The Union Label

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Steven T. Byington

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THE UNION LABEL.

I believe in the label as one of the very best things we have. I believe in pushing it and in making temporary sacrifices for it. I don't believe in selling my manhood for it.

I don't like, therefore, to read statements implying that in a certain city certain candidates have been able to secure labor votes by putting the label on their printing. Yet that isn't necessarily bad. I can well understand the position of a man who thinks that a candidate's trustworthiness in the legislature is best proved by his friendliness to labor in business, and who looks for the label on the portraits as the handiest test of this. I don't admire the man's discretion if he puts deep faith in an evidence so easily faked by any vote-catcher who wants to make love to us at election time; but there may be an election when he doesn't expect to put deep faith in any candidate. I have other things to attend to than finding fault with a voter who pays attention to the campaign use of the label as indicating a candidate's attitude.

But I'll tell you what does grate on me, and I can't see why it shouldn't. It is when 1 read among The Journal's correspondence a paragraph intimating that a recent referendum was lost at the polls because its friends "put up a strong fight, but they didn't have the union label on their printing, and their opponents did." When it comes to a referendum vote, what excuse can there be for such action as this writer credits to his fellow unionists? Suppose that the campaign managers who put the label on their printing are friends of the union-which is unlikely; suppose that the managers who didn't use the label don't care whether there is a union or not—which is likely enough: what earthly difference does it make to the merits of the bill to be voted on? Is that anybody's idea of political honesty—to vote for a bill because a man who is pushing that bill is a friend of yours and does you a favor? If the voters on that referendum voted for what they thought was the best law, then they would have done the same without the label, and the label made no difference in the result. If the label made a difference, as the report implies that it did, then some men voted for what they thought was a bad law, and voted for it because its friends had hired their printing done in such a way as to strengthen the union. If that isn't selling your vote, what is selling your vote? And if many labor votes were secured in this way, as the reporter would have us believe, were they not bought for less money than any other votes bought at that election?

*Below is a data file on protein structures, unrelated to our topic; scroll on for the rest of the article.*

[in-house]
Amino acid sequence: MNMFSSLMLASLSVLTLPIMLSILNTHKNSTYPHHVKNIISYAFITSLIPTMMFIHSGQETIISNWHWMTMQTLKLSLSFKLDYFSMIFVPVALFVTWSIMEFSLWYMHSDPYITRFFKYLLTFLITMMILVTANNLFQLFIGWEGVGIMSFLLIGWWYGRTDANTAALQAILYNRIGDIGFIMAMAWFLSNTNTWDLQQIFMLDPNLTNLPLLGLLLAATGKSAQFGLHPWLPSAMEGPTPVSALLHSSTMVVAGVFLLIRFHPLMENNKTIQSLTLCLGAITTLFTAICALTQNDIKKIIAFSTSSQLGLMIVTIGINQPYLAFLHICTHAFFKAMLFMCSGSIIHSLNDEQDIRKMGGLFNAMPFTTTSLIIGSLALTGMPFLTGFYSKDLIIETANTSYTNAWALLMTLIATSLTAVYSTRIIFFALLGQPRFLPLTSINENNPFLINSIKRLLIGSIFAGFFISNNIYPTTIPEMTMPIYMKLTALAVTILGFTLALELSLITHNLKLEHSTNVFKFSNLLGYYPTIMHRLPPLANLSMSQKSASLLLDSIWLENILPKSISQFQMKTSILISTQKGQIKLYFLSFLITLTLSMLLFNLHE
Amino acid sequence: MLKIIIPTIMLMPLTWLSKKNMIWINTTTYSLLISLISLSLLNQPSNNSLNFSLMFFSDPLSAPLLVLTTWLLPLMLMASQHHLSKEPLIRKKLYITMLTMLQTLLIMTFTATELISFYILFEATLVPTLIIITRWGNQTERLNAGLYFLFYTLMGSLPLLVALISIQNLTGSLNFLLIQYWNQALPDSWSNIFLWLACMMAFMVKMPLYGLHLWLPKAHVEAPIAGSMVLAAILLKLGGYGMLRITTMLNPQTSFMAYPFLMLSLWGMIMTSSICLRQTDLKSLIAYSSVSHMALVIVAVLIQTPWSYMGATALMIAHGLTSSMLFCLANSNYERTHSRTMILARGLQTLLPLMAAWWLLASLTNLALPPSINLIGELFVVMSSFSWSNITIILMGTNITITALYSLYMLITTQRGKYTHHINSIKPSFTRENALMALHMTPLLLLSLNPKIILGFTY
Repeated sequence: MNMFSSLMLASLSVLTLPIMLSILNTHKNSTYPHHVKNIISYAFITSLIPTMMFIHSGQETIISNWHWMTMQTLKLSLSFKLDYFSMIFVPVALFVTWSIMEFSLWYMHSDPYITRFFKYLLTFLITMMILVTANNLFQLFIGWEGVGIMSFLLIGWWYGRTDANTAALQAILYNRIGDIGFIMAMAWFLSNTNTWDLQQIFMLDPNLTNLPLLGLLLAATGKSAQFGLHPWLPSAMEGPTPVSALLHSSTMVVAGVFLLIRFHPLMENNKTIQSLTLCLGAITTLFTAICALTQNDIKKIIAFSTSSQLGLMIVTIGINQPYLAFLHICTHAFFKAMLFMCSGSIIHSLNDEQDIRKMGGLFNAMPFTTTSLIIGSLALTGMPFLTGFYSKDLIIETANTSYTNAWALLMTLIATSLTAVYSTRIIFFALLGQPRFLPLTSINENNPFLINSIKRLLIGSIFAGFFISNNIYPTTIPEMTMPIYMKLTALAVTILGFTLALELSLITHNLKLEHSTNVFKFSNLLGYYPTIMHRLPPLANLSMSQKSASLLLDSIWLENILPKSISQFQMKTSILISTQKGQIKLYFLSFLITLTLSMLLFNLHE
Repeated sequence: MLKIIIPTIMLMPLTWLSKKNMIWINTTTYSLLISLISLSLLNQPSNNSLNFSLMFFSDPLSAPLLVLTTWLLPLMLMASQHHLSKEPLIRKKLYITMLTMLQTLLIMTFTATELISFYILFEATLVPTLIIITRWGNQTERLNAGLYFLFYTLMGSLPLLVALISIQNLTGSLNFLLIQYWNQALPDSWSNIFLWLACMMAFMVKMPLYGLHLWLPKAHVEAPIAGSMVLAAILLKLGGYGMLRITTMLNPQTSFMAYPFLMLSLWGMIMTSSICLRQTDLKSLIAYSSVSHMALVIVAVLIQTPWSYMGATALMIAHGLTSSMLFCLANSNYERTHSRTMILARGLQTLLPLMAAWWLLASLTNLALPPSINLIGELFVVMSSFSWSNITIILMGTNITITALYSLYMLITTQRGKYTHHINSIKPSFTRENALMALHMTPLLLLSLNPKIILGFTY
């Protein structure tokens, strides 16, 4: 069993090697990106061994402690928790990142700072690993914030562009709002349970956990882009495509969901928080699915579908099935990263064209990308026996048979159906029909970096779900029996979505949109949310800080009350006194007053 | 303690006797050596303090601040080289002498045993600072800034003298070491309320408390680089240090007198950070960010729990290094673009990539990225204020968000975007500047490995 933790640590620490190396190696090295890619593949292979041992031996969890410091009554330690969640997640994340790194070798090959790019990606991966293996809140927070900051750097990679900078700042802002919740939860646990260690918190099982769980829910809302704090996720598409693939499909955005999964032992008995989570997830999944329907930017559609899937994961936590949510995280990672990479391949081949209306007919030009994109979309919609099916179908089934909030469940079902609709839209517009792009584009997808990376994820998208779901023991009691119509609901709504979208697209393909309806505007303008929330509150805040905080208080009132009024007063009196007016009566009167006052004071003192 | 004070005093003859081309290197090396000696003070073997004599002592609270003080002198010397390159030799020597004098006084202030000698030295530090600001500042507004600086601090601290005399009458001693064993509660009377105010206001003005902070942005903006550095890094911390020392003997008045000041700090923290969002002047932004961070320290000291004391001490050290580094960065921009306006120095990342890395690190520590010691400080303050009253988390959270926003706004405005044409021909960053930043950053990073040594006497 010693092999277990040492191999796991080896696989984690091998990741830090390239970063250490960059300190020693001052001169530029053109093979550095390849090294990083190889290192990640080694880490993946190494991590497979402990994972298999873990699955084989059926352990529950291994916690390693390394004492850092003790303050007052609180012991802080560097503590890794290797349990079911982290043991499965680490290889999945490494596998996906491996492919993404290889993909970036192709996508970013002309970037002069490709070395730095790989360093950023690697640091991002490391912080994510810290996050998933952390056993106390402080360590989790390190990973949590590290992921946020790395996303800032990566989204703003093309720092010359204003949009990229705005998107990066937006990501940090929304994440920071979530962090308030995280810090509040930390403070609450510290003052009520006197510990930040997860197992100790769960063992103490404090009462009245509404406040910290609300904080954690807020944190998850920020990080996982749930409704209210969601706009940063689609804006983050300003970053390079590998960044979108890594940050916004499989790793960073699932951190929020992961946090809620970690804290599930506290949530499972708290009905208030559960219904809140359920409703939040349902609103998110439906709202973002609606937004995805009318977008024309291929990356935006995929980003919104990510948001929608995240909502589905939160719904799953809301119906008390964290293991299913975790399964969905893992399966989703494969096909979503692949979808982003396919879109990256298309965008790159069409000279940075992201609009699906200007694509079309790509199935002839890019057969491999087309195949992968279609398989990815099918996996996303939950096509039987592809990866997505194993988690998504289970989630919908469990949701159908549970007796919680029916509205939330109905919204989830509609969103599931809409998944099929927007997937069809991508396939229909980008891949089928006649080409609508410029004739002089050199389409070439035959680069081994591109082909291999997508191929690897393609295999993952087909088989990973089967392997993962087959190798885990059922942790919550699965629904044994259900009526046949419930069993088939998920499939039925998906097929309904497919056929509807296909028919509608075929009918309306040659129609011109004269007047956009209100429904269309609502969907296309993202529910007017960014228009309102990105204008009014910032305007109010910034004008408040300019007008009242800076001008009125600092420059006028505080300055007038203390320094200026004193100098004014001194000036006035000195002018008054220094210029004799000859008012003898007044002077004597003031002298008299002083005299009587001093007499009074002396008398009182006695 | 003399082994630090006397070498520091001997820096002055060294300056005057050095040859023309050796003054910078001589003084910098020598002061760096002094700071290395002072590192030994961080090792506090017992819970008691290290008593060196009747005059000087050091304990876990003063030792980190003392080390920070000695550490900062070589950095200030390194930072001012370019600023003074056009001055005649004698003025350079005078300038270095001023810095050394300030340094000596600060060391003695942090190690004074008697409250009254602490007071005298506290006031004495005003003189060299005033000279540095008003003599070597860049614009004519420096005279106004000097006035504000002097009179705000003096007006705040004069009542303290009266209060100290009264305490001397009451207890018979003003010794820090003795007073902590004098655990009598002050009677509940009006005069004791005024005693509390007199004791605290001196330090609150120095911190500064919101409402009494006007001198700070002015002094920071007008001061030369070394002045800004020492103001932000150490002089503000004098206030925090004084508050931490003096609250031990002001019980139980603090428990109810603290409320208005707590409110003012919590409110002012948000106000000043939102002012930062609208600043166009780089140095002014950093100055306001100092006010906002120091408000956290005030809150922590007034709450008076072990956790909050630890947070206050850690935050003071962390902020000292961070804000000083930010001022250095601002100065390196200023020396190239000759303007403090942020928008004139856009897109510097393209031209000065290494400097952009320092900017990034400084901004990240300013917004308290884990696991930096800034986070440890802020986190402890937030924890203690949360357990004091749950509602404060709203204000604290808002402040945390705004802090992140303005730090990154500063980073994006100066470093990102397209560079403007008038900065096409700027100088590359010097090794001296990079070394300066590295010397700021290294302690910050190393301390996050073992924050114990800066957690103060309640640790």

Cambridge, Mass. STEVEN T. BYINGTON.


  • Steven T. Byington, “The Union Label,” The Typographical Journal 21, no. 12 (December 15, 1902): 516.